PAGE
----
London, Jan 1 (UNI) There are instances when we wonder whether the person we are interacting with is really paying attention to our talks or has covertly shifted attention.
Scientists have now found the way of actually measuring covert attention by recording the muscle activity in the neck. ''This finding may fundamentally change how attention is measured, grounding it in an objective and straight forward technique,'' Science Daily quoted lead researcher Brian Corneil as saying.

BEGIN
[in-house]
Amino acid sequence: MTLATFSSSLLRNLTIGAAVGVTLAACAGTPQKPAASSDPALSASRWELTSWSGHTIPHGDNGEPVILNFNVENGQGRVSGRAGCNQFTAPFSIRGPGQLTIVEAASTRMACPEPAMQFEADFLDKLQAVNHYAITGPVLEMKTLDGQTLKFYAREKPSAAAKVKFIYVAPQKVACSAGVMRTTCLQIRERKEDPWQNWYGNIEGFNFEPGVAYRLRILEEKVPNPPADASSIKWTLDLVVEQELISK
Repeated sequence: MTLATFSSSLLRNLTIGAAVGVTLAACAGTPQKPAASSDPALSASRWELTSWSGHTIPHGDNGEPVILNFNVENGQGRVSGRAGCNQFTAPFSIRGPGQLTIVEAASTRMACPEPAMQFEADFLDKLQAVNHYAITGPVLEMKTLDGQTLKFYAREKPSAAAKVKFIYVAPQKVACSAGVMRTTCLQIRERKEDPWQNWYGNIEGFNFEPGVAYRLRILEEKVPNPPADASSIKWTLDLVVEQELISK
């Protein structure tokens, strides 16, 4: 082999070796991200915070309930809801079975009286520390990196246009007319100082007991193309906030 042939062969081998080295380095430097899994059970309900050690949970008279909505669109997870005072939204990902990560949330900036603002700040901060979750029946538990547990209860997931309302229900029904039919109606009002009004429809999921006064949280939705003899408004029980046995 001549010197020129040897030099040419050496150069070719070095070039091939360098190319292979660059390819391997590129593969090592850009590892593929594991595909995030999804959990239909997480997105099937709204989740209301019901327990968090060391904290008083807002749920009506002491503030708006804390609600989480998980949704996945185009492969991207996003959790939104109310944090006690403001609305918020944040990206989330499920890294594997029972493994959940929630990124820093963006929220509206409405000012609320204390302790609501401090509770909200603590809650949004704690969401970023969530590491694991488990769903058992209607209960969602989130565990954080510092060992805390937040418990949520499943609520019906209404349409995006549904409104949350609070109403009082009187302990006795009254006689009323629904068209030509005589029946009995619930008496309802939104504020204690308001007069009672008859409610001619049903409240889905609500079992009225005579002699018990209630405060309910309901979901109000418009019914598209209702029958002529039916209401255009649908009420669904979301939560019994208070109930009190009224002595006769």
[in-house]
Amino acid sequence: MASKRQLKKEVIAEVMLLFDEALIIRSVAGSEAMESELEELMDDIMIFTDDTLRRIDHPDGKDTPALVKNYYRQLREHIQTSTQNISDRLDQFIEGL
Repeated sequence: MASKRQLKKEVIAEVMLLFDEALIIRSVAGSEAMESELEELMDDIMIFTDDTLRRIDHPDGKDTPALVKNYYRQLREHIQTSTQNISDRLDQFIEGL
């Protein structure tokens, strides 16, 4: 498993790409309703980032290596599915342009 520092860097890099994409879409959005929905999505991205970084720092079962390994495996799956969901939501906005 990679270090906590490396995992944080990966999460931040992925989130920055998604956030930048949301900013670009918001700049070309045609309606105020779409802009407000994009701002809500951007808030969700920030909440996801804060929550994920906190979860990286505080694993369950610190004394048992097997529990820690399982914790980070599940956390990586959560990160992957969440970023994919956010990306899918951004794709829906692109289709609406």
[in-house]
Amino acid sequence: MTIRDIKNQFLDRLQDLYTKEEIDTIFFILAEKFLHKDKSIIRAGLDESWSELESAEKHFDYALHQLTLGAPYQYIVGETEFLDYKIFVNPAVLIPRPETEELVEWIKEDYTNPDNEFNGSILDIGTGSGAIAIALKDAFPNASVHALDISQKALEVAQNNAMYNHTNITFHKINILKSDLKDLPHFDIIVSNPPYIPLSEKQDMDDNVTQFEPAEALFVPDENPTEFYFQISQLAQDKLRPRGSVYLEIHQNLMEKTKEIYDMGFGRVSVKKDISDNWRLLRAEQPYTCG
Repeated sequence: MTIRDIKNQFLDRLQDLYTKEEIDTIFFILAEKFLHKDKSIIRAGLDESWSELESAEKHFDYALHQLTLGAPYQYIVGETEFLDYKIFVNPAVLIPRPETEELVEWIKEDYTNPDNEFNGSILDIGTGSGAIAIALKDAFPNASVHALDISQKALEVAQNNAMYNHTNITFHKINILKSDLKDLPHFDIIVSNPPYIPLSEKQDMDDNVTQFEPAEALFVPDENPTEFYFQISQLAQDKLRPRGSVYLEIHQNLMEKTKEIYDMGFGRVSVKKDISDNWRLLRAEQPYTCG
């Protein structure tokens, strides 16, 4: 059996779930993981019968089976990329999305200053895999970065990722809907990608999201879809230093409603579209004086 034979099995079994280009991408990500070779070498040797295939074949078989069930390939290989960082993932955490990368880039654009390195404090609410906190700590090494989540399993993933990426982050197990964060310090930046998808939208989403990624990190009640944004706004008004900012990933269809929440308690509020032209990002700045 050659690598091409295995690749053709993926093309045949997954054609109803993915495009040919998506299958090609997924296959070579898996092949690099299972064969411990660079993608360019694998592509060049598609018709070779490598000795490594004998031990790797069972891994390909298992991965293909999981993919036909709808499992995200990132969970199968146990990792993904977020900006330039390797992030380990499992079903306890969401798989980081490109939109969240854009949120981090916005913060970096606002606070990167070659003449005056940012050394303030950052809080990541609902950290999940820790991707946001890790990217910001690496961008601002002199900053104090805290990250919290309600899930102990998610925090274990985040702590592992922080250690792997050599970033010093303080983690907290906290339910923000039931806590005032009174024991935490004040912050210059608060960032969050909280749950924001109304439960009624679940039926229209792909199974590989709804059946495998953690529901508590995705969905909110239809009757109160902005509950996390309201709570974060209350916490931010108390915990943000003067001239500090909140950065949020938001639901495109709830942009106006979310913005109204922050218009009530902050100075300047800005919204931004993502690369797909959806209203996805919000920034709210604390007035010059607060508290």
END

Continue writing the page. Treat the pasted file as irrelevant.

Until now, measuring attention was based on indirect measures of changes in reaction time, or stimulus detection but the new study has discovered that neck muscles were recruited during covert orienting, even in the absence of eye movements.
Mr Corneil believes that the finding could help in assessing the effectiveness of therapies for stroke or other neurodegenerative disorders such as Parkinson's disease.
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